The small, mountainous country of Lesotho is home to almost two million Basotho people. Most of the country is composed of temperate highlands; eighty percent of the country is over 5,900 feet above sea level. Lesotho is completely landlocked by South Africa, which provides economic opportunities and international peace. In fact, in 2017, it was estimated that over four million Basotho lived in South Africa.
In the 1800s, the powerful warrior Moshoeshoe (pronounced Mo-shway-shway) united various African peoples together to form the Basotho nation. Moshoeshoe defended his people on the mountain of Thaba Bosiu from the invading Europeans and is still considered the father of the nation and the first king of Lesotho. The mountain is the national symbol of Lesotho.
In 1966, the Kingdom of Lesotho won its complete independence. Lesotho remains a kingdom, being governed both by a King and a Prime Minister. While the office of King is passed along from generation to generation, the Prime Minister is voted in by the people.
Of the nearly two million people living in Lesotho, ten percent of Lesotho’s population live in the capital city of Maseru. However, the majority of the Basotho people live tucked away in the rural mountain villages.
The Basotho are known as “the Blanket people”. Colorfully decorated wool blankets are worn by both men and women, both for their practicality in a temperate environment and to celebrate their heritage. These blankets often represent their clan. The Basotho are grouped into clans, and each clan passes along their cultural traditions from generation to generation. Children are taught about their family and clan through stories and rituals. They are communal, making decisions together and maintaining loyalty to their family.
The Basotho are a hard-working, resilient, gracious people. The man is the head of the house and is expected to make the decisions for the family, such as allocation of property and marriage decisions for the children. Because job opportunities in the rural villages are scarce, men often have to travel long distances for work; many of them travel as far as South Africa. The women often stay at home to work in the fields, take care of the house, and care for the children.
The Basotho are organized into villages, and the chief is the head of the village. The chief’s position is passed along through the family and is a position of power within the community. He (or she) is responsible for the allocation of land, handling disputes among the village, and signing important paperwork. His judgment is based, not on a set of written laws, but his personal wisdom and knowledge of his village.
The Basotho face significant environmental, economic, relational, and spiritual issues. Life, especially for the Basotho living in rural areas, can be very difficult. Drought and other natural disasters can lead to economic instability for the Basotho, who rely so heavily on the land.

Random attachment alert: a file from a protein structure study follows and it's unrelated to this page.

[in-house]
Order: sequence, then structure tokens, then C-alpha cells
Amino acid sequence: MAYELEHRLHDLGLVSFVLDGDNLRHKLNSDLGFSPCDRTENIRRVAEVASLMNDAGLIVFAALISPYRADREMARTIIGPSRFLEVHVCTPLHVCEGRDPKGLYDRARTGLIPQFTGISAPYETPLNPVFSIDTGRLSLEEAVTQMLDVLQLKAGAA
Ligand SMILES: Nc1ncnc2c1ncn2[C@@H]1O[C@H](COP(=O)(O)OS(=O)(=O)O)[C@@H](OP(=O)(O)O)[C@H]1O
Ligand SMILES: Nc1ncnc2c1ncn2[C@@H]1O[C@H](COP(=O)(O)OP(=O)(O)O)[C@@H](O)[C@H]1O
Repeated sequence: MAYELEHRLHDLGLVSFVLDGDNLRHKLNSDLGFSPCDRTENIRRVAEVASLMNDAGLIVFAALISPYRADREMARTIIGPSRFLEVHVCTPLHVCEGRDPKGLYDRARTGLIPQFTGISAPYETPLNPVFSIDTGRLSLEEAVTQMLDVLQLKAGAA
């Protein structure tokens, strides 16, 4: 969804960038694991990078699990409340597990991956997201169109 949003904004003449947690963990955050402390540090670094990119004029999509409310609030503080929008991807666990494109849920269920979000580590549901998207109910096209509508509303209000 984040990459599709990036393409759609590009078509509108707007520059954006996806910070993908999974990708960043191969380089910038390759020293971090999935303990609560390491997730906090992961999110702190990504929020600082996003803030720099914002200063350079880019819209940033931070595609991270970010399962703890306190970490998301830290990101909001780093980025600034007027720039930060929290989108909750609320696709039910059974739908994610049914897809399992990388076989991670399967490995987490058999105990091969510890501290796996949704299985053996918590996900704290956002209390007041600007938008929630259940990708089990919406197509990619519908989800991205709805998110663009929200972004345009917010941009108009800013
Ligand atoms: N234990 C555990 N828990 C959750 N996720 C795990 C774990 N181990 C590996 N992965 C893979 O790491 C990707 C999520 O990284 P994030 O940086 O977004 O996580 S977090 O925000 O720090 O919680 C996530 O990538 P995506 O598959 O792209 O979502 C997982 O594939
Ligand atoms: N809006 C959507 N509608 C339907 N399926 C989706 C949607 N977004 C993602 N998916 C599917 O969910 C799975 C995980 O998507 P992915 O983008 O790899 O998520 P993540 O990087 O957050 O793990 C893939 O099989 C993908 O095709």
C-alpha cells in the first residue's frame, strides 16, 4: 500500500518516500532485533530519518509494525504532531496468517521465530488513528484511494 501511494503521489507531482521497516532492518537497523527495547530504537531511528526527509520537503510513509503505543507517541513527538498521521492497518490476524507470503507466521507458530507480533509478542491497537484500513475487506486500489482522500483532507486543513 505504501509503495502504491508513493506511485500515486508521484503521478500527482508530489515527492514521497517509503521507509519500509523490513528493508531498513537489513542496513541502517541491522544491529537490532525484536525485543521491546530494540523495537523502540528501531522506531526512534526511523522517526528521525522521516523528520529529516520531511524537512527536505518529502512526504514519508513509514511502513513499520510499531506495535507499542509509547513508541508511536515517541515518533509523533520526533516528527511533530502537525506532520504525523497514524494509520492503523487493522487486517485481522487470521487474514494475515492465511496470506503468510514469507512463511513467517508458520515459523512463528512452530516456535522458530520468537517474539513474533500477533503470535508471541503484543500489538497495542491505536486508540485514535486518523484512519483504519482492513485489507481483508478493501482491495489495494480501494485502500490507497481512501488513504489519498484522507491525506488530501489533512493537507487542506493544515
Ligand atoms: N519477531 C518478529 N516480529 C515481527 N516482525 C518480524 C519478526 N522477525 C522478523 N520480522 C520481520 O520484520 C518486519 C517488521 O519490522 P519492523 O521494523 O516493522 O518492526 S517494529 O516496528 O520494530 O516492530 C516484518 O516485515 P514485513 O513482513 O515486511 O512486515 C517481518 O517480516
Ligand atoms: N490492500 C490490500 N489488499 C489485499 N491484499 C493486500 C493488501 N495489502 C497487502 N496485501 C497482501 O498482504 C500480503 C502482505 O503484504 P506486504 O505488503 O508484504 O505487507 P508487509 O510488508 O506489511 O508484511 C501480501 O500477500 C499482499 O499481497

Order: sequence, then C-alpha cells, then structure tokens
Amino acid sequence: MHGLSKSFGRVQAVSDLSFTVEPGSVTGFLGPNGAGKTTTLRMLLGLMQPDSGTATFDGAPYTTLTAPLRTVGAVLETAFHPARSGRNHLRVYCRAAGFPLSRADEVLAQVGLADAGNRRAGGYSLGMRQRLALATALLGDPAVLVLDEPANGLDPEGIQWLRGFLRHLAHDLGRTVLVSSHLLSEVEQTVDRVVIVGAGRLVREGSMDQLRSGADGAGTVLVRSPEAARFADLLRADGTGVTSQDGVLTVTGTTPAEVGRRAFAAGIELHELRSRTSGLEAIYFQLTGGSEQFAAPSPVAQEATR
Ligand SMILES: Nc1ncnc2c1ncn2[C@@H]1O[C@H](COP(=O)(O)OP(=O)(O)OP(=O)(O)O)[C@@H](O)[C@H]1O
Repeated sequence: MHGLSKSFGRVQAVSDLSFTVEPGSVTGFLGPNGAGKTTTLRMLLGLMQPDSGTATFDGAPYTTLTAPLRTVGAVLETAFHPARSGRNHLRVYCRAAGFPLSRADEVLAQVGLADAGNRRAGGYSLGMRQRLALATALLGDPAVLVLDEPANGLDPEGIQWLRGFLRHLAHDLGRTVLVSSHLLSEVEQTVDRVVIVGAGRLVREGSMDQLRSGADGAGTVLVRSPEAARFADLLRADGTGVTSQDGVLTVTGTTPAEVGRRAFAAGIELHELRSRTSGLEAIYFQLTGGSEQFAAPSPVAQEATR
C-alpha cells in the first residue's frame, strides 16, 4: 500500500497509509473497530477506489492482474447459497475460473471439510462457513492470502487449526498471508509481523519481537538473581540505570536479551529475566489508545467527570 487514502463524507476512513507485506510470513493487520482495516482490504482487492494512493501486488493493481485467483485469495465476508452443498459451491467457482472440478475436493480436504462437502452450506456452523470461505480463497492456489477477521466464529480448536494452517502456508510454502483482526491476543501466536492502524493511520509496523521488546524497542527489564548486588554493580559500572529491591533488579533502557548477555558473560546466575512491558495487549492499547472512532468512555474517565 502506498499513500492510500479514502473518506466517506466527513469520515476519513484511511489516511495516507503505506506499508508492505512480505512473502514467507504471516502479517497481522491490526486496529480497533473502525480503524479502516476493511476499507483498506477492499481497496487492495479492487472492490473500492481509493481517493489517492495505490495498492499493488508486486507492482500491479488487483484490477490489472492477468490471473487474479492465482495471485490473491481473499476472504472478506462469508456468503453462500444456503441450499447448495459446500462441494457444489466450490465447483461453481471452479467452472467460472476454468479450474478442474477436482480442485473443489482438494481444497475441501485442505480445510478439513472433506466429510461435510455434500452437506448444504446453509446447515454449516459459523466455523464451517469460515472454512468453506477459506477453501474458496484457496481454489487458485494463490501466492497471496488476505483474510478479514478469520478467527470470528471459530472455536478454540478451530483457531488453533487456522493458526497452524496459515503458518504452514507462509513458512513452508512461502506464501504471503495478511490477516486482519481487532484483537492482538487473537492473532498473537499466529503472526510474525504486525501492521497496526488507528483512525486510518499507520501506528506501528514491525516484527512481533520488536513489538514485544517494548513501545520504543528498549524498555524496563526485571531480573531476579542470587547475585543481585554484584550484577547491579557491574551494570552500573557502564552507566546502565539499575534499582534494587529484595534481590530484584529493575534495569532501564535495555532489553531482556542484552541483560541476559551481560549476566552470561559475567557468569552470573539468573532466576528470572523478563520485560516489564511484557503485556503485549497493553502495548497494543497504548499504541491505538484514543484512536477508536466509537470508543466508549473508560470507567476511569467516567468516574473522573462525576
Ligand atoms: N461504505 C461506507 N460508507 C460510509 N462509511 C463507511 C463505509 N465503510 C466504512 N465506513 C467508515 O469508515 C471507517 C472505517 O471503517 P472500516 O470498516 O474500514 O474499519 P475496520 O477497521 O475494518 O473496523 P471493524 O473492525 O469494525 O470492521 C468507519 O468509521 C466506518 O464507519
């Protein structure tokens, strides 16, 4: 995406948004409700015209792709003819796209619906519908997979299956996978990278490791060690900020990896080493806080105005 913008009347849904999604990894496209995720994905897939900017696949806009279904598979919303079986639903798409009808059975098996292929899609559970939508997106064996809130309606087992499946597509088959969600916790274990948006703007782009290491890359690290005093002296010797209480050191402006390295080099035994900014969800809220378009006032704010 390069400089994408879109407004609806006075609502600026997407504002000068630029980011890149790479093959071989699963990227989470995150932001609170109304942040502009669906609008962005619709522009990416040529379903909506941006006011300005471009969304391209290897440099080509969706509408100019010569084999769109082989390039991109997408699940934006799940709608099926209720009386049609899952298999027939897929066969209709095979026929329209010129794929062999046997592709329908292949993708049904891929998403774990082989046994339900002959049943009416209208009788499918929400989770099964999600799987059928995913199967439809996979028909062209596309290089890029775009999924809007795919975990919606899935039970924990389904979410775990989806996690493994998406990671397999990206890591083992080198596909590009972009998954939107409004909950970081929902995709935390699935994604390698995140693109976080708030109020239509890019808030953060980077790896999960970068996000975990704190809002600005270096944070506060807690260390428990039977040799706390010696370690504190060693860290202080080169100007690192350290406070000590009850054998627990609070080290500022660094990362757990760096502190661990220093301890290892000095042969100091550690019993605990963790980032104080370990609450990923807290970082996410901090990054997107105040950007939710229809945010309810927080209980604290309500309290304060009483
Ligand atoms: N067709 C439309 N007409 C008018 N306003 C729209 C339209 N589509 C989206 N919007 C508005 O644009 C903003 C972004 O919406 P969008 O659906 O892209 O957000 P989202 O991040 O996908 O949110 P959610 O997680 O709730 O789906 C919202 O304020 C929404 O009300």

The life expectancy rate in Lesotho is the second lowest in the world – fifty-three years of age. While travel to South Africa provides more opportunity and higher-paying jobs, often, families can be separated for months at a time, which can lead to marriage infidelity and contraction of diseases such as HIV/AIDS. In 2018, almost 24% of Lesotho’s population was living with HIV/AIDS; in addition, many in Lesotho’s population are orphans.
Despite all of these challenges, the Basotho are a spirited and happy people. They are resourceful, welcoming, and they understand the value of relationship. They are unhurried, taking time to know and honor those around them. At this time, they are open and hungry to receive God’s Word, and many are coming to faith in Christ.
Most Basotho practice some type of Catholicism or nominal Christianity mixed with animistic (spirit-worship) beliefs. Many Basotho have some foundational knowledge of the Bible and would even claim belief in the truths in the Bible; the problem comes in the mixing of these truths with other forms of spirit worship.
Catholicism is fully syncretized with ancestor worship. Many worship services will open with prayer to the ancestors. In their view of honor in the family, Mary should be honored as the mother of Jesus. Church tradition and decrees hold more authority than the scriptures. As a result, ownership of Bibles is not encouraged, and even discouraged. This leads to little to no knowledge of scriptural content. Most Basotho have no idea what is in the Bible. Their beliefs consist of what the priests tell them.
Because they are so closely tied to family in life, the Basotho also believe that these relationships continue after death. The Basotho believe that ancestral spirits stand as intercessors between man and God. In order to please God, one needs also to appease the spirits of their ancestors. Most Basotho have similar dreams where an ancestor comes to them while they are sleeping. In the dream, the ancestor complains of being hungry or cold. The Basotho will then offer food sacrifices or a blanket to the ancestors at their graves.